To win market share in a crowded space, companies must stay ahead of the curve, and investing in R&D is one way to do that. That said, DigitalOcean is currently performing poorly when it comes to winning new business. At the end of the third quarter, it had 598,000 customers, down from 602,000 at the end of the previous quarter. Frankly, if its R&D spending was truly paying off as hoped, it wouldn't be losing customers.

This problem is real, and it might keep cautious investors watching the stock on the sidelines. There's nothing wrong with that. However, do be sure to keep watching, because there's a good chance this customer attrition issue is a short-term anomaly. Consider that DigitalOcean has added around 8,700 customers per quarter on average for the last six quarters, even factoring in the recent dip. For now, at least, the long-term pattern still suggests the company is building out a product suite that wins new business.

We'll see if DigitalOcean got back to customer growth in the fourth quarter when it reports on Feb. 24. If it did, that may be a sign the company is still on its way to capturing a major growth opportunity

A person shops online holding a credit card and tablet.

Image source: Getty Images.

3. MercadoLibre

For e-commerce to function properly, you need to have a robust delivery system, something Latin America's MercadoLibre (MELI -1.63%) had limited access to when it started. Lacking infrastructure to work with, it has been steadily building its own. 

MercadoLibre launched Mercado Envios, its logistics network, in 2013, and that year, it shipped just 10% of items ordered on the e-commerce platform in Brazil. Consider that in 2013, the company sold a total of 83 million items on its marketplace, and not all of those were Brazilian sales.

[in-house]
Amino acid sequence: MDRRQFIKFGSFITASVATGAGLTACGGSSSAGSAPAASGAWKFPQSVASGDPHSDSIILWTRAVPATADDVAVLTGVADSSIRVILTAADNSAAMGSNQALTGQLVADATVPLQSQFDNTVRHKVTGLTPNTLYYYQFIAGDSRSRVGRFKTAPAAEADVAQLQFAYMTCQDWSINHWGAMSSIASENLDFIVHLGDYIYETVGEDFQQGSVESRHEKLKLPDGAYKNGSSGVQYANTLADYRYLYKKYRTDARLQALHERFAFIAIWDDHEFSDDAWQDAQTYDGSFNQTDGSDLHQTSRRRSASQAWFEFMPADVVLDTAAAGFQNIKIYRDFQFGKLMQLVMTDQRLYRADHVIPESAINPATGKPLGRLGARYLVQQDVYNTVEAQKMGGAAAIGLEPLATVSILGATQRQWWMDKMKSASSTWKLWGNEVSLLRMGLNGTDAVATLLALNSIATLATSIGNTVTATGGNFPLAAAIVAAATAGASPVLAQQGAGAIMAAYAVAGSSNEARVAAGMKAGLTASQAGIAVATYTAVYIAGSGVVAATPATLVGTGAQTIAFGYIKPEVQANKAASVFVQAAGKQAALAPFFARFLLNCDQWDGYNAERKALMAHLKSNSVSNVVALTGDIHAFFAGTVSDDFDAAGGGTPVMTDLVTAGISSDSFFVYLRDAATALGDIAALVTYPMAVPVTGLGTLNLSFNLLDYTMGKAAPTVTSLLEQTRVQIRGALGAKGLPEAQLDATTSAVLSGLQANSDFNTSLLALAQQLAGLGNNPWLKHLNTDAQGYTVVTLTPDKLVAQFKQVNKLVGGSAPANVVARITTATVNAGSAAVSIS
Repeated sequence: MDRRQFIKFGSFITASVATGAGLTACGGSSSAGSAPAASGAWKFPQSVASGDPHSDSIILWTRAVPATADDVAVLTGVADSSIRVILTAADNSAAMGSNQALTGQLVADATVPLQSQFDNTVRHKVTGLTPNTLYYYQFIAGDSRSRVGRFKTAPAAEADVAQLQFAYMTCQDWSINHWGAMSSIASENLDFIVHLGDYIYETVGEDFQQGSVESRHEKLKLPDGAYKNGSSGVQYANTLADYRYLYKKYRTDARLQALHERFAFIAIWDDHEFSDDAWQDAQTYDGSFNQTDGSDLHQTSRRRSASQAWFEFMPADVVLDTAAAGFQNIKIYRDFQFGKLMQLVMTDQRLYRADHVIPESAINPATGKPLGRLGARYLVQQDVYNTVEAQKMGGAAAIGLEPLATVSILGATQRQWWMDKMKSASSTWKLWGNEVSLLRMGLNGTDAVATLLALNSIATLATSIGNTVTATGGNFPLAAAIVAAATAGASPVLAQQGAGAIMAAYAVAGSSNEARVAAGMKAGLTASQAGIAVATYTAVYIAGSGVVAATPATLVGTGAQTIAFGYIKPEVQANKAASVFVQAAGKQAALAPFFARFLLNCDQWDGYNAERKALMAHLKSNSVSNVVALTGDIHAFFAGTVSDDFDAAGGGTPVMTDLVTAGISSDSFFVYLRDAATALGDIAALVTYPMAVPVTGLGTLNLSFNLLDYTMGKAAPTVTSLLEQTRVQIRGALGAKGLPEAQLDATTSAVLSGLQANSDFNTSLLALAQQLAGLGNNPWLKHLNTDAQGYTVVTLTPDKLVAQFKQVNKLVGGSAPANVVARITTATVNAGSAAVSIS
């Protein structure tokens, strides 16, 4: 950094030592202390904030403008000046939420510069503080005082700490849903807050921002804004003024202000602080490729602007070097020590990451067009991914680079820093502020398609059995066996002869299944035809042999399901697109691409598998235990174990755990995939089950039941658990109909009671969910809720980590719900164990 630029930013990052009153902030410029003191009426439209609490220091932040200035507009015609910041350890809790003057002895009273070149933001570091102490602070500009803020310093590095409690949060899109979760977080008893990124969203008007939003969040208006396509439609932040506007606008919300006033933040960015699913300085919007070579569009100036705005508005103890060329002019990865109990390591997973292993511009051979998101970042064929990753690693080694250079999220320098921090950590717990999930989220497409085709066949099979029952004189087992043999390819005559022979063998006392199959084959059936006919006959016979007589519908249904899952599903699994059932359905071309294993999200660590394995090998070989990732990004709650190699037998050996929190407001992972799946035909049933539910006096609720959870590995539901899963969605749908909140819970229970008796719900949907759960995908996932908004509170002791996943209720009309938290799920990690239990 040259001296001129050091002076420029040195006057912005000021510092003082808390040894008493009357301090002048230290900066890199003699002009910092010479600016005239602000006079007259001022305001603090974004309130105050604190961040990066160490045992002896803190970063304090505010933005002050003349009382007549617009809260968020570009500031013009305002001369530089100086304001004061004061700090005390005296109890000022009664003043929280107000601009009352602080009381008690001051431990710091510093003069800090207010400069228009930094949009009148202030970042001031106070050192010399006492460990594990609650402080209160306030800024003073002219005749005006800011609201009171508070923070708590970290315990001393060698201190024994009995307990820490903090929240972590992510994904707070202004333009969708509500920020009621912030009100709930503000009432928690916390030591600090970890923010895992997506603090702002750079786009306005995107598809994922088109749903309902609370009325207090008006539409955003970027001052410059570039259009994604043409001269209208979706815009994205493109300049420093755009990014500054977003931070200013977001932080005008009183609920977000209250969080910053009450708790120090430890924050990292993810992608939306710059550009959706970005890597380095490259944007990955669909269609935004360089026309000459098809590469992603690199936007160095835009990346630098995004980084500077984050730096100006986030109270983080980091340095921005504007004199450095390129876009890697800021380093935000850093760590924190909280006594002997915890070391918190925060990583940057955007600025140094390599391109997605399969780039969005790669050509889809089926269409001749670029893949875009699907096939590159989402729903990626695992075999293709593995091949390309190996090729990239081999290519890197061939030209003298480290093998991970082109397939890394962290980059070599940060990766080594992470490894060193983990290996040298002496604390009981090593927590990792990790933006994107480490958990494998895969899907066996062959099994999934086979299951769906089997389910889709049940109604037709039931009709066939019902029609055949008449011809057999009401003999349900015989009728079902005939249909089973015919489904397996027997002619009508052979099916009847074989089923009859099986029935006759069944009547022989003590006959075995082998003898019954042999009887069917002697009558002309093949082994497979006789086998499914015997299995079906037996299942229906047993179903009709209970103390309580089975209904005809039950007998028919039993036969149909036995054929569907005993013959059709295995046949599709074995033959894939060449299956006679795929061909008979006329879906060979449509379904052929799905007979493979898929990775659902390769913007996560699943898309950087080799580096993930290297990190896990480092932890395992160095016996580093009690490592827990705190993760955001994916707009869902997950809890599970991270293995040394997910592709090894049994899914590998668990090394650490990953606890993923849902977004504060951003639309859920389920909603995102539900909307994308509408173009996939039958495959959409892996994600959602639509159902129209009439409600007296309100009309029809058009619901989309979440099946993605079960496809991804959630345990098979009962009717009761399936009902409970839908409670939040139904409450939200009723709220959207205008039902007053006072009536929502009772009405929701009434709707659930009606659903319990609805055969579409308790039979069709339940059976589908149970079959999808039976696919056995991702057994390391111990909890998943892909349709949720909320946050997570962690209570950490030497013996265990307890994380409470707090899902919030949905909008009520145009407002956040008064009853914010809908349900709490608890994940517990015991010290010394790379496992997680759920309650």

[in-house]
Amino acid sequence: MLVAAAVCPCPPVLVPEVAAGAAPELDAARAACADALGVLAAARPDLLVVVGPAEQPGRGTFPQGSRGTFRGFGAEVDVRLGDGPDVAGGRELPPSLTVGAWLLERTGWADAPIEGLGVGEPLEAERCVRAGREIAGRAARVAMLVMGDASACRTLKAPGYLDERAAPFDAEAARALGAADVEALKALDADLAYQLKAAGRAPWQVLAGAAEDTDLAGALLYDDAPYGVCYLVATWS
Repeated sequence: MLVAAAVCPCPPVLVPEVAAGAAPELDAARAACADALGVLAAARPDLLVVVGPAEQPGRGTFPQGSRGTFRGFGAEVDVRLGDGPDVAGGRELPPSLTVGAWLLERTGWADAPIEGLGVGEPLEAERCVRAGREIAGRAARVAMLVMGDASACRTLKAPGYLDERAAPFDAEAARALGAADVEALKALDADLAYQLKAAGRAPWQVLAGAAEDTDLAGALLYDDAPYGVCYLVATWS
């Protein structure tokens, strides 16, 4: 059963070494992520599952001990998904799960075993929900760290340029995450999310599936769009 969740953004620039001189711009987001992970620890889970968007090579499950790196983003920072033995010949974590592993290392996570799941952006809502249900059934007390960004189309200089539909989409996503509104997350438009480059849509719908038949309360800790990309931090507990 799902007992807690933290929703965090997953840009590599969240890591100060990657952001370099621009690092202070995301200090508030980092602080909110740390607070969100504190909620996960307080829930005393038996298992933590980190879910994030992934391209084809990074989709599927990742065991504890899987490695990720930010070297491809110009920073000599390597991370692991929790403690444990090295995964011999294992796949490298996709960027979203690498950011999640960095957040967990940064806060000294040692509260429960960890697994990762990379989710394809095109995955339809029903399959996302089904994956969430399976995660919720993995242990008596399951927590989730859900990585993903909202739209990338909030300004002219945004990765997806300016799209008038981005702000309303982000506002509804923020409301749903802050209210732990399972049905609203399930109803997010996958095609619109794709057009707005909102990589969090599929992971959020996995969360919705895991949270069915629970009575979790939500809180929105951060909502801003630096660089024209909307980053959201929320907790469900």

In 2021's third quarter alone, the company sold 260 million items, and 247 million of them were shipped via Mercado Envios. 

Not only that, 80% of MercadoLibre's sales volume can now be delivered in 48 hours or less. More than half can arrive on the same day as they're ordered or the next day. These delivery times -- enabled by all of the points of distribution and fulfillment centers the company has built out over the past several years -- are helping to boost e-commerce adoption in each market.

However, that has been an expensive undertaking. Through the first three quarters of 2021, MercadoLibre spent $425 million on property and equipment -- one of its largest investments. But this spending paves the road for greater long-term adoption of its platform.

Trailing-12-month revenue has nearly quadrupled for MercadoLibre over the past three years. Growth like that wouldn't have been possible without those infrastructure investments.

The company's profits are currently meager, so it doesn't fit the classic definition of a value stock. But back to Buffett's 1992 letter, in which he also wrote, "The best business to own is one that over an extended period can employ large amounts of incremental capital at very high rates of return." I believe MercadoLibre is doing exactly that, and Mercado Envios is just one example of this.

For that matter, I believe Five Below, DigitalOcean, and MercadoLibre all have the potential to be the kind of growth stocks we're looking for. Other investors might regard them as overvalued, but today's investments should yield tomorrow's profits.